Andrew Schorr:

So does that give you more confidence that you’re getting a clear picture? 

Dr. Loving:

Yes.  So it definitely improves the person we’re looking at, and we consider it to be a tool on top of traditional mammography and that just helps us to be much more confident and much more sure of what we’re looking at to look for abnormalities that could be hiding in the breast. 

Andrew Schorr:

Is this something you’re now using routinely at Banner MD Anderson Cancer Center? 

Dr. Loving:

We are.  So when women come in for their yearly screening mammograms every year we do perform tomosynthesis on all those patients.  So it’s very helpful, and we do offer it to everyone that comes in. 

Andrew Schorr:

So women have heard about breast MRI, some have had it.  Where does breast MRI fit in? 

Dr. Loving:

That’s a good question.  So MRI, it’s—there’s a lot of publicity and people may have heard about it.  The tests—or the studies have shown that MRIs are actually superior to mammography in determining or in detecting breast cancer, so we can find it much more easily.  But the disadvantage that comes with that is that with that sensitivity in finding breast cancer we’re also finding a lot more benign or non-cancerous things in the breast.  And with the MRI pictures alone sometimes we may not be able to tell easily at least if something is cancerous or if something is non-cancerous, and what that leads us to, in some people, are biopsies.  So a lot of people are going through with biopsies that are potentially unnecessary, could be biopsying things that turn out to be non-cancerous. 

So for that reason we don’t recommend it routinely for all people.  We only recommend it for people that are considered to be at higher risk compared to the average population.  And the reason being is because people that are at higher risk—it’s justifiable potentially to go through with more biopsies because of their increased chance of having breast cancer compared to the average population. 

Andrew Schorr:

So if a woman has a family history, maybe with a mom or her sister with breast cancer, where does breast MRI fit in?  Is she considered high risk? 

Dr. Loving:

Yes, definitely.  So we encourage all women that have either questioned or they know they have a higher risk to discuss that with their primary care physicians.  There’s a number of factors that contribute to a woman’s risk of breast cancer, the common ones being family history such as someone with their mother or sister that had breast cancer particularly at an early age, or in some people they have genetic conditions that they know of that predispose them to developing breast cancer.  And people like that, it’s important to talk to your doctor and discuss your risk factor and determine if MRI plays a role in your screening routine for breast cancer.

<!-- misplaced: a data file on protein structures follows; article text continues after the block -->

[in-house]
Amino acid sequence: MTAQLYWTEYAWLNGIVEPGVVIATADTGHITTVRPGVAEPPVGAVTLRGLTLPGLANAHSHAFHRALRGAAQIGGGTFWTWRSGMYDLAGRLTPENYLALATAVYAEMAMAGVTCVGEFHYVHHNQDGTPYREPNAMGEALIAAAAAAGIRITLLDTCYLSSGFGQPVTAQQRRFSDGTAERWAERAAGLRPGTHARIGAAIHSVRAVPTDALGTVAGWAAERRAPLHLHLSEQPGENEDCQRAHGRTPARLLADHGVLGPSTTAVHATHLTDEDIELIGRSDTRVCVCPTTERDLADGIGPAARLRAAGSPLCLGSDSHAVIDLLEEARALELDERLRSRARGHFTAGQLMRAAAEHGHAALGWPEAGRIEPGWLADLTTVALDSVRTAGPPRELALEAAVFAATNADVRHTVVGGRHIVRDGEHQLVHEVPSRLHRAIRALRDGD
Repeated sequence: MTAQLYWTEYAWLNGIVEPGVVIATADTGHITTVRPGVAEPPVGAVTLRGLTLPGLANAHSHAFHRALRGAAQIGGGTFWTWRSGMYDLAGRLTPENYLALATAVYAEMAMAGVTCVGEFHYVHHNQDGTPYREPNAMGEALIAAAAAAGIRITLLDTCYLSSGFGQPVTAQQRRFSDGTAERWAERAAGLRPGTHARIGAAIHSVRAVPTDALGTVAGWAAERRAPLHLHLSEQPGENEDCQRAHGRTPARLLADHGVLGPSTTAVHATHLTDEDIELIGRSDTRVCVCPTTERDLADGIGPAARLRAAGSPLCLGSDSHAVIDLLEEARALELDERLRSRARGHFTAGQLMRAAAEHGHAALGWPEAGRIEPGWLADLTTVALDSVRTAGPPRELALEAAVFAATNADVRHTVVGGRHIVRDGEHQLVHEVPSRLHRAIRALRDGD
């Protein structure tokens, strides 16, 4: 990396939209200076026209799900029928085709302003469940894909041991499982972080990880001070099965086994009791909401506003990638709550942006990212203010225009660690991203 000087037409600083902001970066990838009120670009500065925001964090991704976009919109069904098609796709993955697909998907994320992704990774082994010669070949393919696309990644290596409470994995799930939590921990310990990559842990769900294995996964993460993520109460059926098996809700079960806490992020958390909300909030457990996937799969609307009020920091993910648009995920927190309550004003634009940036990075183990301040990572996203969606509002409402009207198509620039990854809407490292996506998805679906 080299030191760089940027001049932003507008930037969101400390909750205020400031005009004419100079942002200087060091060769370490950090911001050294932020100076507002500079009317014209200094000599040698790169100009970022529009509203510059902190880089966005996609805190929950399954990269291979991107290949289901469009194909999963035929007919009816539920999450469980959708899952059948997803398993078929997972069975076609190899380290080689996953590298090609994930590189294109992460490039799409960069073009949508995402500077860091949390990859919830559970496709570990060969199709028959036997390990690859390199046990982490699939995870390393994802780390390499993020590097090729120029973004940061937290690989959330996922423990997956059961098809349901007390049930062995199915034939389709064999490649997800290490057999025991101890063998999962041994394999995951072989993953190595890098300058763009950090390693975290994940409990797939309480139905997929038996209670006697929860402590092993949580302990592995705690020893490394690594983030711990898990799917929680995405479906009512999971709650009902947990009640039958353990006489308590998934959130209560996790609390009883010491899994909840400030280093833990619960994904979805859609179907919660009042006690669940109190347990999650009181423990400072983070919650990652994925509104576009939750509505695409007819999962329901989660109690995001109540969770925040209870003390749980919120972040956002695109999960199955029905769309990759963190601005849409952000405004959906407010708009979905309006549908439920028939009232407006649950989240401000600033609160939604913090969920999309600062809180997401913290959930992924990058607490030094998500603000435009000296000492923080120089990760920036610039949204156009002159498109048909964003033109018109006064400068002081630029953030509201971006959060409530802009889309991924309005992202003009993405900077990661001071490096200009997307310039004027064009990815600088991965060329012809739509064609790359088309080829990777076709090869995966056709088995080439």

Andrew Schorr:

So it sounds like you’re now at the point with imaging techniques that you have a good chance of spotting the breast cancer early where it can either be cured or the effects can be limited. 

Dr. Loving:

Yes.  So in the breast imaging world there’s been a lot of research to improve our technology.  Tomosynthesis and MRI being two examples of those, and we’re constantly researching and developing new techniques.  And the goal ultimately is to look at the breast and to be able to distinguish what’s normal and what’s abnormal and of the things that are abnormal to be able to find them earlier and smaller at an earlier stage.  We found that the earlier you find breast cancer the better the chances of ultimately getting a cure. 

Andrew Schorr:

So I know there have been federal panels that have made some recommendations. There’s been some controversy.  What do you recommend as far as breast cancer screening guidelines? 

Dr. Loving:

So at Banner MD Anderson Cancer Center we are in agreement with the American Cancer Society in that we recommend annual screening mammography, so once a year starting at age 40 and on from that point.  We found that that screening schedule is optimal for minimizing breast cancer mortality, in other words finding breast cancer at its earlier stage and improving chances for a cure. 

Andrew Schorr:

Dr. Vilert Loving, breast radiologist at Banner MD Anderson Cancer Center, thank you for explaining this for us and our viewers. 

Dr. Loving:

You’re welcome.  Thank you. 

Andrew Schorr:

I’m Andrew Schorr from Patient Power.  Remember, knowledge can be the best medicine of all. 


Please remember the opinions expressed on Patient Power are not necessarily the views of Banner Health, its medical staff or Patient Power. Our discussions are not a substitute for seeking medical advice or care from your own doctor. That’s how you’ll get care that’s most appropriate for you.